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Local regional recurrence of renal cell cancer post-nephrectomy most often occurs within three years after surgery. Post-nephrectomy, many processes may mimic RCC recurrence. We present the case of a 75 year-old Caucasian male patient with a mass in his renal fossa post-nephrectomy for renal cell cancer, suggesting local recurrence. Use of the technetium-99m sulfur colloid scan showed that the mass was his spleen which had been displaced into the renal fossa. With high index of suspicion, characterization of these processes as splenic in origin would prevent subjecting patients to risks of biopsy or even surgery.
It is estimated that 63,920 new cases of kidney and renal pelvis cancer were diagnosed in the United States in 2014, and 13,860 patients succumbed to the disease (1). The incidence of renal cancer has risen by 2–3% every year since the early 1990s, many discovered serendipitously due to the increased use of computed tomography (CT) scans. Of the renal malignancies, 92% are renal cell carcinoma (RCC) (2). RCC, which are adenocarcinomas of the renal tubular epithelium, can be further distinguished into clear cell, (accounting for 70–80% of all RCC), papillary (10–15%), chromophobe and collecting duct carcinoma (6% or less, collectively) (2). Surgery (radical or partial nephrectomy) remains the mainstay of treatment for RCC.
Unfortunately, about one third of patients who undergo surgical resection for localized disease have recurrence, either locally or with distant metastatic disease (1). Therefore active surveillance with regular CT scan is recommended in the first five years after resection (3). Here, we present a unique case of spleen appearing as recurrent tumor after migrating in the surgical defect created by total nephrectomy. To our knowledge, no similar case of complete displacement of spleen in the renal fossa has been reported previously.
Written informed consent was obtained from the patient for publication of this case report and accompanying images. A copy of the written consent is available for review.
We present the case of a 75 year-old Caucasian male patient who presented to our institution for evaluation of a rapidly growing left renal mass. His initial abdominal CT, performed for flank pain, showed an approximately 2 cm cortically based mass in the left kidney (Figure 1A). He presented again after 13 months, at which time he had an abdominal MRI. This again showed the left renal mass, which had grown to 4.5 cm and had an infiltrative appearance (Figure 1B). He was referred to our Urology department for further evaluation. CT urography, performed approximately 1 month after the MRI, showed further growth of the infiltrative left renal mass to 5.2 cm along with thrombus of the left renal vein (Figure 1C). The thrombus did not extend into the IVC. Extent of disease work up including chest radiograph and serum chemistry revealed no evidence of metastasis. Serum creatinine was 1.4 mg/dL with normal liver function tests and alkaline phosphatase. Comorbidities included hypertension, type 2 diabetes and hyperlipidemia. On physical examination, there was no suspicious distant lymphadenopathy.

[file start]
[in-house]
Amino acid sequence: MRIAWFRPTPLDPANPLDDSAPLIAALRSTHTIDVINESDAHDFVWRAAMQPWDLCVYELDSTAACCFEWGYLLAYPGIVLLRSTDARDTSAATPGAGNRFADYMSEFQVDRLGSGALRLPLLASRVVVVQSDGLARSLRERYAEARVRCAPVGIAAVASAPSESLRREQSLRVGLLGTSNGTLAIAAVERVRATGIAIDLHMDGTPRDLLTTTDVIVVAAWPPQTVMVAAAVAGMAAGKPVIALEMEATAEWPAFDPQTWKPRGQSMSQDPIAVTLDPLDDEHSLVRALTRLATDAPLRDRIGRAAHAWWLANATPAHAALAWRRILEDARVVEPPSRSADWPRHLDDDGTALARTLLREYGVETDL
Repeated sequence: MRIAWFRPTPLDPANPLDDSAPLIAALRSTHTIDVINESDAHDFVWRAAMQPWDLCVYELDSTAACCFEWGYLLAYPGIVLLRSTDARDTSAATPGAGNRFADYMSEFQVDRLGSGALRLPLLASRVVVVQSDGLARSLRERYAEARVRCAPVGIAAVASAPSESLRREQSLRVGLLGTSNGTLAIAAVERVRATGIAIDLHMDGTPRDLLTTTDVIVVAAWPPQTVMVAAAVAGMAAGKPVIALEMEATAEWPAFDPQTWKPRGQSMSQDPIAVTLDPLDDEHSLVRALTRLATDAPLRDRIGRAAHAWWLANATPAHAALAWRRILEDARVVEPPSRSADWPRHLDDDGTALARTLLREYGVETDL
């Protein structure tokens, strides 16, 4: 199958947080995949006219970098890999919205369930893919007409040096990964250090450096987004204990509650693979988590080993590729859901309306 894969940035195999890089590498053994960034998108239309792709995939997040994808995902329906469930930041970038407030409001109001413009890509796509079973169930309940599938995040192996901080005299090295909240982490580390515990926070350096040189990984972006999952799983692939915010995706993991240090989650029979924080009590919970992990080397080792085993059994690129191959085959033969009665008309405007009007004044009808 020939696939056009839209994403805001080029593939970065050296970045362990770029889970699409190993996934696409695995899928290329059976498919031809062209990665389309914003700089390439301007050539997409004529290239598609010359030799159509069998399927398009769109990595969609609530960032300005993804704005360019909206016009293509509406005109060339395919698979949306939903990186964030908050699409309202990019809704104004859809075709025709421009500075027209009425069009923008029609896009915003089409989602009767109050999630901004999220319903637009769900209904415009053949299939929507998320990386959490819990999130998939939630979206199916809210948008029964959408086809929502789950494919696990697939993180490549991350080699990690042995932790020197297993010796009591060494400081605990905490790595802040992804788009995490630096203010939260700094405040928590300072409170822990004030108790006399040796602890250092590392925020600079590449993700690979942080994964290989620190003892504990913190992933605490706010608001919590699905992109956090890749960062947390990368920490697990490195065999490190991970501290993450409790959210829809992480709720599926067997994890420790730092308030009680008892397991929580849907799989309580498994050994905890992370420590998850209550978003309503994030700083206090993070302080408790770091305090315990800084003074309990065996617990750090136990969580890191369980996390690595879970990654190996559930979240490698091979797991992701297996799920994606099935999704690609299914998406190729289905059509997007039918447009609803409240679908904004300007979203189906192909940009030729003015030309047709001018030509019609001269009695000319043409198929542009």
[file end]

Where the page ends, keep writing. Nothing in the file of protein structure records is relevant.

The patient subsequently underwent left radical nephrectomy through an open subcostal incision. A limited regional para-aortic lymphadenectomy was also performed due to small palpable lymph nodes noted at the time of surgery. Pathology showed a 7.8 cm papillary type 2, grade 3 RCC with invasion into the renal vein and negative surgical margins. The adrenal gland and a left perihilar lymph node were negative for carcinoma. Pathologic stage was pT3aN0. The patient’s postoperative course was unremarkable with a three day hospital stay. He was discharged in stable condition.